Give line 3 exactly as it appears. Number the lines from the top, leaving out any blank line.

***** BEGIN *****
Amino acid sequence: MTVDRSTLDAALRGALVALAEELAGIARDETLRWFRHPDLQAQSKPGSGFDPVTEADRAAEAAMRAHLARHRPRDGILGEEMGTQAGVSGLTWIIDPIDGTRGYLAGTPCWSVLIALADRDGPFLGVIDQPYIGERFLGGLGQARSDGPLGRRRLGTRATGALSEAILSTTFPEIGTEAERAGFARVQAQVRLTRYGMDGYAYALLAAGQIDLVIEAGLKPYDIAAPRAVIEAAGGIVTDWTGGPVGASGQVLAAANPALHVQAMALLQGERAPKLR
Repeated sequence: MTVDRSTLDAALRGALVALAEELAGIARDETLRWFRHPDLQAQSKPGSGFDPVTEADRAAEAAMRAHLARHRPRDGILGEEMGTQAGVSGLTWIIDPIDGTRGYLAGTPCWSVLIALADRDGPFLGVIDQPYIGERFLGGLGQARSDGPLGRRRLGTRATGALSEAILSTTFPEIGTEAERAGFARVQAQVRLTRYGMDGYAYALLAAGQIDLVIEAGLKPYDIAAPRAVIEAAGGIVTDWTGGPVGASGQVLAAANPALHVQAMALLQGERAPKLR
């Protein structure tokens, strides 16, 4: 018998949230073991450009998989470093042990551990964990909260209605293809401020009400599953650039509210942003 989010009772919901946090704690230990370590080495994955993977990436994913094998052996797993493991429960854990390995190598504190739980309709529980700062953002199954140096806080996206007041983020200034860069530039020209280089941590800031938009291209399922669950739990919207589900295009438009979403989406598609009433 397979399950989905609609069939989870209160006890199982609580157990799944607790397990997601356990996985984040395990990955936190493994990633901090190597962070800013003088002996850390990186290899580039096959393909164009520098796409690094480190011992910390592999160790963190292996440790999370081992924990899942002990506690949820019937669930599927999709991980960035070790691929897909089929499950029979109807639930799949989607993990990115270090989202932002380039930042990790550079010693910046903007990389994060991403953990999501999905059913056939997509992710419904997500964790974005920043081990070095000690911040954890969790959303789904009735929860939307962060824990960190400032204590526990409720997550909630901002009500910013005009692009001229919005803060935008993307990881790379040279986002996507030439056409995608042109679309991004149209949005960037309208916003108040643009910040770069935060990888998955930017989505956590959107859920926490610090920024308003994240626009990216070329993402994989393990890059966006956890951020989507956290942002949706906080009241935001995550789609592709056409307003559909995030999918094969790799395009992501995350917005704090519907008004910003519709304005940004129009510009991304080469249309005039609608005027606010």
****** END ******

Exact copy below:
């Protein structure tokens, strides 16, 4: 018998949230073991450009998989470093042990551990964990909260209605293809401020009400599953650039509210942003 989010009772919901946090704690230990370590080495994955993977990436994913094998052996797993493991429960854990390995190598504190739980309709529980700062953002199954140096806080996206007041983020200034860069530039020209280089941590800031938009291209399922669950739990919207589900295009438009979403989406598609009433 397979399950989905609609069939989870209160006890199982609580157990799944607790397990997601356990996985984040395990990955936190493994990633901090190597962070800013003088002996850390990186290899580039096959393909164009520098796409690094480190011992910390592999160790963190292996440790999370081992924990899942002990506690949820019937669930599927999709991980960035070790691929897909089929499950029979109807639930799949989607993990990115270090989202932002380039930042990790550079010693910046903007990389994060991403953990999501999905059913056939997509992710419904997500964790974005920043081990070095000690911040954890969790959303789904009735929860939307962060824990960190400032204590526990409720997550909630901002009500910013005009692009001229919005803060935008993307990881790379040279986002996507030439056409995608042109679309991004149209949005960037309208916003108040643009910040770069935060990888998955930017989505956590959107859920926490610090920024308003994240626009990216070329993402994989393990890059966006956890951020989507956290942002949706906080009241935001995550789609592709056409307003559909995030999918094969790799395009992501995350917005704090519907008004910003519709304005940004129009510009991304080469249309005039609608005027606010």